Occasionally we face an interesting dilemma arising from the payment of interim dividends in an estate.
Multiple dividends are not uncommon in Deeds of Company Arrangements (DCAs) and Personal Insolvency Agreements (PIAs), or in larger liquidations and bankruptcies where a series of assets will be realized over a period of time. And occasionally a practitioner will hold funds that are not required for the further conduct of the file.
Sections 140 of the Bankruptcy Act and 478 of the Corporations Act state that trustees and liquidators should pay dividends as quickly as convenient and practical. The Corporations Act uses the Bankruptcy Act provisions for the payment of dividends by reason of section 553E.
BANKRUPTCY ACT 1966
Section 140 Declaration and distribution of dividends
(1) The trustee of the estate of a bankrupt shall, subject to this section, with all convenient speed, declare and distribute dividends amongst the creditors who have proved their debts.
The dilemma arises partially because of sub-section 9 that says:
(9) Where, but for this subsection, the amount due to a creditor in respect of a dividend would be less than $10 or, if a greater amount is, as at the beginning of the day on which the dividend is declared, prescribed by the regulations for the purposes of this subsection, that greater amount, the trustee need not pay that dividend to the creditor.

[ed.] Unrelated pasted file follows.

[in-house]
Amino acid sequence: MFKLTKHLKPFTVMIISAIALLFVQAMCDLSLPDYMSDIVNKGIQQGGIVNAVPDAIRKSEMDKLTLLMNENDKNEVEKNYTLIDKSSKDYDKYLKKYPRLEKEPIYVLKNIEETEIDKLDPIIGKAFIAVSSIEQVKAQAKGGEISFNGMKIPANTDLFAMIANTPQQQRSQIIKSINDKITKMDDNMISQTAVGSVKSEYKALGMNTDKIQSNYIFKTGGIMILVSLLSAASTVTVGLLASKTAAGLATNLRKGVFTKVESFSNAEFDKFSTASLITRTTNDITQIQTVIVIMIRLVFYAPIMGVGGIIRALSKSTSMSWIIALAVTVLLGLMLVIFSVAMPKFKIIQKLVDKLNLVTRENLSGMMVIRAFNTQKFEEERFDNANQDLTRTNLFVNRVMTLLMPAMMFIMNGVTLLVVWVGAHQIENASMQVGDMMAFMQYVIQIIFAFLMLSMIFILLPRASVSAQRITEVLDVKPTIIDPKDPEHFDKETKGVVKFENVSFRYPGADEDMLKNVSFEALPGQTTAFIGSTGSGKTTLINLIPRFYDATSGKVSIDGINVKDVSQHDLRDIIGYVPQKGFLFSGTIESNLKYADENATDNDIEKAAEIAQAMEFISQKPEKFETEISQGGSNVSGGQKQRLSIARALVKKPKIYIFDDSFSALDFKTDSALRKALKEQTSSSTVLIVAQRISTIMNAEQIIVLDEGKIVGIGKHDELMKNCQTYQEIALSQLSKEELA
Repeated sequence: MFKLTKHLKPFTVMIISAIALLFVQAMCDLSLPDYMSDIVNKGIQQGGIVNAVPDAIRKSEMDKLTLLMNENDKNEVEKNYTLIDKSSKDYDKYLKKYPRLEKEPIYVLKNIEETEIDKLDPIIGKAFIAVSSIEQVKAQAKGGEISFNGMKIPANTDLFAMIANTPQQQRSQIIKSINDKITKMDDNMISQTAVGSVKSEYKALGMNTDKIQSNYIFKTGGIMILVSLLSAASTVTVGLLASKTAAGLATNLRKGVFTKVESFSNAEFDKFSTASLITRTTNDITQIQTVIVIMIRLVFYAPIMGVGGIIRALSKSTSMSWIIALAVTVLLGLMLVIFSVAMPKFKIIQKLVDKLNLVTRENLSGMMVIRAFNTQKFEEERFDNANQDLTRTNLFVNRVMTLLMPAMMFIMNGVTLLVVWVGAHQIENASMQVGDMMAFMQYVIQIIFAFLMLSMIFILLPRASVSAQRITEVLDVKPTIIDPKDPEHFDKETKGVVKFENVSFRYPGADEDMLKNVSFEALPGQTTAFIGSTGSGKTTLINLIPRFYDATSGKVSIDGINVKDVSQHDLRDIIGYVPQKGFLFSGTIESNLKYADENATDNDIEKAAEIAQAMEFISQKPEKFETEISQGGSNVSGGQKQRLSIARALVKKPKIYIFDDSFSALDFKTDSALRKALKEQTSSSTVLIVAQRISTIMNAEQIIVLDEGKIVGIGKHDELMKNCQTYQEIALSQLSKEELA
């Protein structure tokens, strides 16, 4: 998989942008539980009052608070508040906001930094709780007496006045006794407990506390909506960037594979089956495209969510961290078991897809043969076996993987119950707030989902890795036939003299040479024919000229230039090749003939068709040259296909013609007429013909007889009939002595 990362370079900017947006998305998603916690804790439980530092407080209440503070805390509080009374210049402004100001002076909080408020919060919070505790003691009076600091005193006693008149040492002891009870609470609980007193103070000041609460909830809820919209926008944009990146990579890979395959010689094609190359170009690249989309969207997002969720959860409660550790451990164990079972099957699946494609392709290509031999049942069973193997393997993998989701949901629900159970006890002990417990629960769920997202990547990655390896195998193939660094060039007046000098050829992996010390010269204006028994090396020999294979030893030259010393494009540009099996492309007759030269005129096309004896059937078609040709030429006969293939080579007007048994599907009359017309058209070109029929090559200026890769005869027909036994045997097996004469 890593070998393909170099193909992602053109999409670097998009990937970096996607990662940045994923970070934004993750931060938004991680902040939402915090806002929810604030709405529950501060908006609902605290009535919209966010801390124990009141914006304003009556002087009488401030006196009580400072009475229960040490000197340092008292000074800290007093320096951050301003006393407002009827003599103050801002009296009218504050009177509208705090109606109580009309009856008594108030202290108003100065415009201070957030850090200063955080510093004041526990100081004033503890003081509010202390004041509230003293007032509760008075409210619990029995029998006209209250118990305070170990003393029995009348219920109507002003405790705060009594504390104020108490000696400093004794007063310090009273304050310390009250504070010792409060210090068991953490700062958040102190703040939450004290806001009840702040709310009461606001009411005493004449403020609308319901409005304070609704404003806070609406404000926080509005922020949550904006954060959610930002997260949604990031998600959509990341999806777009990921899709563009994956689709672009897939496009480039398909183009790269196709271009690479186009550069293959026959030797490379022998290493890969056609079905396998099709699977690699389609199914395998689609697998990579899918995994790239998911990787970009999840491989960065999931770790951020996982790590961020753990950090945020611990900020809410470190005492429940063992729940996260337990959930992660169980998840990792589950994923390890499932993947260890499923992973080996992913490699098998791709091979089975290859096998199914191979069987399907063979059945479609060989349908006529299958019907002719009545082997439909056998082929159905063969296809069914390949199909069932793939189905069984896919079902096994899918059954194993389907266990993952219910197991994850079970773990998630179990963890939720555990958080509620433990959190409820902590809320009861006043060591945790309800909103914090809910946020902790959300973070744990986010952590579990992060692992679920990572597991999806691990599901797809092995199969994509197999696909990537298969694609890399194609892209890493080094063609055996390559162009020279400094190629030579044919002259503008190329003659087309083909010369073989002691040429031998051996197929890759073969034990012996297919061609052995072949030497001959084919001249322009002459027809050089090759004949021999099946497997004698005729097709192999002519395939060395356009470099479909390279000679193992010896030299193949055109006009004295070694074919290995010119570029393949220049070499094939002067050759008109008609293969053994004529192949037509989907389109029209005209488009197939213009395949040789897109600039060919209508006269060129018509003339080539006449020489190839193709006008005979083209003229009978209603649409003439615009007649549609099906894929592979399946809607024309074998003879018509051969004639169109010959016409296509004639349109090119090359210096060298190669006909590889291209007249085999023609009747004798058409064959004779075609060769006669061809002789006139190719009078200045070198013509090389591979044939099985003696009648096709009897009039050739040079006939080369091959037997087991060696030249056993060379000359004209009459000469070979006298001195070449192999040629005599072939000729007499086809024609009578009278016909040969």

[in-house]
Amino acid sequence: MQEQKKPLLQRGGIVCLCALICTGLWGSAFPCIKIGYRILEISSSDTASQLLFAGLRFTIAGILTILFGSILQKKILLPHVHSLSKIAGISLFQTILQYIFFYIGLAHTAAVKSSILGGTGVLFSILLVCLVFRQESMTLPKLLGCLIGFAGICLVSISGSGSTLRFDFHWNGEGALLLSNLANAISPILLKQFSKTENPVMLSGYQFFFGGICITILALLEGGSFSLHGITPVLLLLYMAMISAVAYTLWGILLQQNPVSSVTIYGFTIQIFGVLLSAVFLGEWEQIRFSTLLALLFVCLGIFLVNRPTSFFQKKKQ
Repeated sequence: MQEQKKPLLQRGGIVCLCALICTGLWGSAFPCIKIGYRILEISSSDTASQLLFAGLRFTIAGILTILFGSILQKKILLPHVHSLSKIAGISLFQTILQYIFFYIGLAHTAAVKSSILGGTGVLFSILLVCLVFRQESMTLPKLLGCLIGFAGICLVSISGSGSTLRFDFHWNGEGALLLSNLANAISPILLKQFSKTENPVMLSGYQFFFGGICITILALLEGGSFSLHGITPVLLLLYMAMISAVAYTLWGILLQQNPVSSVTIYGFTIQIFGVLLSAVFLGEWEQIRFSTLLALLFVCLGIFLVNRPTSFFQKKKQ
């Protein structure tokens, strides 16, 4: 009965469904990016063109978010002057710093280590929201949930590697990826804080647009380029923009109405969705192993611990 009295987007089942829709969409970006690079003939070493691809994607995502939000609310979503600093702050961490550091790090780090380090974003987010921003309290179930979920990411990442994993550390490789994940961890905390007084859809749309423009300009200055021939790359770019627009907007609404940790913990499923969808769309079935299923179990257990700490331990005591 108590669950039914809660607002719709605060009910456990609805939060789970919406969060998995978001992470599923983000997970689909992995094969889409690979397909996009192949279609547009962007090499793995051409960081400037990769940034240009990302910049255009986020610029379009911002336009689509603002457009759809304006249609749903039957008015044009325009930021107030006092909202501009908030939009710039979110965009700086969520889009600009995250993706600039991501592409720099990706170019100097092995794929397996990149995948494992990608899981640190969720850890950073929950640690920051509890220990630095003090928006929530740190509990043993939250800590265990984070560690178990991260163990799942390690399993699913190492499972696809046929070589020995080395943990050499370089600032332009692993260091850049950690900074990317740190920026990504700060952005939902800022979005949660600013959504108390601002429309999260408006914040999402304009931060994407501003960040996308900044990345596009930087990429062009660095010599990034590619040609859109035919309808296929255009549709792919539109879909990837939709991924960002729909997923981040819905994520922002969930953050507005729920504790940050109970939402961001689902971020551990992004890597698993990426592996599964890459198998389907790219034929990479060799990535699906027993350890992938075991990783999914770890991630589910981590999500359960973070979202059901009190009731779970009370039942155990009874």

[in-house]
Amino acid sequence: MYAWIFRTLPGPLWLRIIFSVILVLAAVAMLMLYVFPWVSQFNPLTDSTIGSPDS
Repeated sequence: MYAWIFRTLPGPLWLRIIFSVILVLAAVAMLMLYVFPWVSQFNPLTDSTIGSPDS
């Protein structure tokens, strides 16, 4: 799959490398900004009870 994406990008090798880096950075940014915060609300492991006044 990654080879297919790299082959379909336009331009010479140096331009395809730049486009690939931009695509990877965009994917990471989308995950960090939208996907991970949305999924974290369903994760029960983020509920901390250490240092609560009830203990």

The important words here are “need not pay that dividend”. Whether to pay a dividend under the statutory amount to a creditor is at the discretion of the practitioner. The amount set by Regulation 6.21 currently is $25.
So where is the dilemma? This arises from the question of how often to pay interim dividends. Paying dividends more often reduces the dollar amount of each dividend, and increases the chances that small creditors will fall under the $25 threshold. But it releases money to the creditors earlier. Paying larger dividends less frequently means that the money sits in the practitioner’s bank account unnecessarily, but may reduce the amount of creditors under the threshold.
The threshold was put in place as it was uncommercial to pay a very small dividend. The costs of processing the cheque could cost more than the payment to the creditor. These days technology comes to the rescue. The cost of processing an extra dividend cheque of what ever size through our system is negligible. Dividends of less than the $25 threshold can be paid quickly, easily and cheaply.
Hopefully this is a dilemma that will be faced less in the future.